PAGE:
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Commentary: Pandemic lessons — how Stem expertise, partnerships can help Singapore tackle the next crisis

In his recent National Day Rally address, Prime Minister Lee Hsien Loong opened with the theme of the “return to normalcy”.

Beyond the pandemic, international collaboration in scientific research can play a critical role in improving general health, equity and sustainable development especially in the digital age, says the author.

Beyond the pandemic, international collaboration in scientific research can play a critical role in improving general health, equity and sustainable development especially in the digital age, says the author.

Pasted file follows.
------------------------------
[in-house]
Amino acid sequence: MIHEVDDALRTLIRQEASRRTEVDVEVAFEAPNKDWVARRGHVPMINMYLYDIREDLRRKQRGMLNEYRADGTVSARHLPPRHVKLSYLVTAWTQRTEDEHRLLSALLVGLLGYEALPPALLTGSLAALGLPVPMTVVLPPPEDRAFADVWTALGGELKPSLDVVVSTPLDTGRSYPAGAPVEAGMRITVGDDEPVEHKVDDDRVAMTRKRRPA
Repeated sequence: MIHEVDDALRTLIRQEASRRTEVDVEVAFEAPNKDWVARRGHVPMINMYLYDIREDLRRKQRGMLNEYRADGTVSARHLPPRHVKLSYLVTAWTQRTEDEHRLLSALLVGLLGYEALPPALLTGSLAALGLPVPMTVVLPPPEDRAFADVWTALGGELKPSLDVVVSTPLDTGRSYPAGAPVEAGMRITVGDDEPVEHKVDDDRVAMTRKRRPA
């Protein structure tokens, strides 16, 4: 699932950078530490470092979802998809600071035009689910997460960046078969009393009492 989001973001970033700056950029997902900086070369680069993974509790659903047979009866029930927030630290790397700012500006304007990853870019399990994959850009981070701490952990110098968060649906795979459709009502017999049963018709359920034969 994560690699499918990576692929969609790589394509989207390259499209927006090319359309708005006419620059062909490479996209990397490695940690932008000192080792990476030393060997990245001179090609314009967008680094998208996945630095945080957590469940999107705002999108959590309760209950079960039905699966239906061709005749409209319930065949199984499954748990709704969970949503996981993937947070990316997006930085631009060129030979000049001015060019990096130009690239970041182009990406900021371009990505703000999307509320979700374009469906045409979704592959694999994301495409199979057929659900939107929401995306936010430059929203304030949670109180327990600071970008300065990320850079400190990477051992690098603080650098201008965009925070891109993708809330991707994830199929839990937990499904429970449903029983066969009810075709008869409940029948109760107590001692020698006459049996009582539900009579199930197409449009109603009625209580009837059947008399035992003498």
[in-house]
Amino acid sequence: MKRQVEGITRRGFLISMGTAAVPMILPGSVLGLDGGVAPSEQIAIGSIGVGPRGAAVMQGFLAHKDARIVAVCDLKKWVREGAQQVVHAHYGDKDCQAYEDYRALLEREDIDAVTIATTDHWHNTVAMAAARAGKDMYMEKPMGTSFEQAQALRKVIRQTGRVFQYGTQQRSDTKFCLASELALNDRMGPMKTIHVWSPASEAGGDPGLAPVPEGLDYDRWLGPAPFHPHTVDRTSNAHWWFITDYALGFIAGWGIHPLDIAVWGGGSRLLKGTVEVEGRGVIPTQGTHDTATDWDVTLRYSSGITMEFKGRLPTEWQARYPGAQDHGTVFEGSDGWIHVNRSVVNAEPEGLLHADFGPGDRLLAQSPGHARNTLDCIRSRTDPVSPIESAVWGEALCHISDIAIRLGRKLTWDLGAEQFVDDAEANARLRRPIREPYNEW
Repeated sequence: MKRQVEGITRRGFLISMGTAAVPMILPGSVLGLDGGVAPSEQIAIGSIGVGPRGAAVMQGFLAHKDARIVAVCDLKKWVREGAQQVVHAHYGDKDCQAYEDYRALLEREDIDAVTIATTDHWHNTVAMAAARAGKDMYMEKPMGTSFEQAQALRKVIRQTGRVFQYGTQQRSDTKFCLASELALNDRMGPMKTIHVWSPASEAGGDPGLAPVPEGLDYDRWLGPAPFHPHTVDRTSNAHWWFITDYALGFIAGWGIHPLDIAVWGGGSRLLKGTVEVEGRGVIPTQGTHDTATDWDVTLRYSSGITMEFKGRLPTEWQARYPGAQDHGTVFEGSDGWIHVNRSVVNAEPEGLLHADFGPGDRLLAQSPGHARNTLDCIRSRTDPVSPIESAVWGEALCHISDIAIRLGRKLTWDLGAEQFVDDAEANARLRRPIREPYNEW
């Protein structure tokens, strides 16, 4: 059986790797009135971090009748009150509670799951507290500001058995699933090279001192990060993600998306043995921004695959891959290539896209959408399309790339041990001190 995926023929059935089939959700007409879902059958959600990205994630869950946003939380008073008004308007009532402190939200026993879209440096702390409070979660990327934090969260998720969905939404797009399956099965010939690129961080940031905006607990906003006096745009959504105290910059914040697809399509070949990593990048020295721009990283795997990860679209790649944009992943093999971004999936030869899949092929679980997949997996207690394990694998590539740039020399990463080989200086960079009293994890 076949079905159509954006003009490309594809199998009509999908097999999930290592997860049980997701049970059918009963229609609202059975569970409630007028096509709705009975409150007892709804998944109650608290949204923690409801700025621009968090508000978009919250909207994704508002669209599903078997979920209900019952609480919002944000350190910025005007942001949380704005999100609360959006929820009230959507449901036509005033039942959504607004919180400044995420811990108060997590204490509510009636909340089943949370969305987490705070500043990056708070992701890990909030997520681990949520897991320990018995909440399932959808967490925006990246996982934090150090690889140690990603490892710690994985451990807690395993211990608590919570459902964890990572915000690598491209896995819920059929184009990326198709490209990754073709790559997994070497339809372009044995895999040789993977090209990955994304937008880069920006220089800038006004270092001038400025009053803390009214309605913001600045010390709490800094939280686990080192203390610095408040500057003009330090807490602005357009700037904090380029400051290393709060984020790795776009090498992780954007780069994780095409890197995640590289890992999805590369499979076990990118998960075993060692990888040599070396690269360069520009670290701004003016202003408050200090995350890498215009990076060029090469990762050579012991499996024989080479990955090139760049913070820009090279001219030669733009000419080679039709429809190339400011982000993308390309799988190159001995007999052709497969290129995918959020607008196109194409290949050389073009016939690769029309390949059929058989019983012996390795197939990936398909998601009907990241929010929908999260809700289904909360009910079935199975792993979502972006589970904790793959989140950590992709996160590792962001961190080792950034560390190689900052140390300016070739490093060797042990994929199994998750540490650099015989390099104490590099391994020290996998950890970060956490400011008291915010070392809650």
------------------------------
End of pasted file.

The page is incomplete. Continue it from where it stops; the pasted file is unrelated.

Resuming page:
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In his recent National Day Rally address, Prime Minister Lee Hsien Loong opened with the theme of the “return to normalcy”.

He highlighted that the Covid-19 pandemic had posed the most formidable challenge to Singapore since independence, and the country's emergence from this trial stronger, more resilient, and more united stands as a testament to the indomitable spirit of the nation.

As a Singaporean, this sentiment resonates deeply within me. I am proud of how far we have come. As a scientist, I wrestle with the dual sense of pride and responsibility.

Pride, for the pivotal role science, technology, engineering, and mathematics (Stem) played in devising solutions during this global crisis.

And responsibility, because I am acutely aware of the issues we face:

  • The downward trend of university enrolment in Stem courses, leading to a national shortage of scientists and engineers
  • The imperative for wider diversity and inclusion to enhance global excellence and competitiveness